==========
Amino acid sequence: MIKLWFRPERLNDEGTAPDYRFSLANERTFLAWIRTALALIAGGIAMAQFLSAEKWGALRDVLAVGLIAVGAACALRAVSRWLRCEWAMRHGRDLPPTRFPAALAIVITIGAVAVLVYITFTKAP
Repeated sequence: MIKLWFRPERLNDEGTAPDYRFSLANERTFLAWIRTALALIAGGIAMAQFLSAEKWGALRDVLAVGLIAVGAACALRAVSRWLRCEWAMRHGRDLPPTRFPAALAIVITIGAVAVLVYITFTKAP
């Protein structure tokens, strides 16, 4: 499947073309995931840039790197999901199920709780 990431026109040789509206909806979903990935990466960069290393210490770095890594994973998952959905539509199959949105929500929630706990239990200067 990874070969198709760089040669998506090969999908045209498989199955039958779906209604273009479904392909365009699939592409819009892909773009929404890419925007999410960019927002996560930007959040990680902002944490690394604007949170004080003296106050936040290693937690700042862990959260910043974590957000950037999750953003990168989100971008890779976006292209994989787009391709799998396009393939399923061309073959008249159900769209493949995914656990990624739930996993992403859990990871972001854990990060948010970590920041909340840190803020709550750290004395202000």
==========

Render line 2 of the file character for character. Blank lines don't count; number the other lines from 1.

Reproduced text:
Repeated sequence: MIKLWFRPERLNDEGTAPDYRFSLANERTFLAWIRTALALIAGGIAMAQFLSAEKWGALRDVLAVGLIAVGAACALRAVSRWLRCEWAMRHGRDLPPTRFPAALAIVITIGAVAVLVYITFTKAP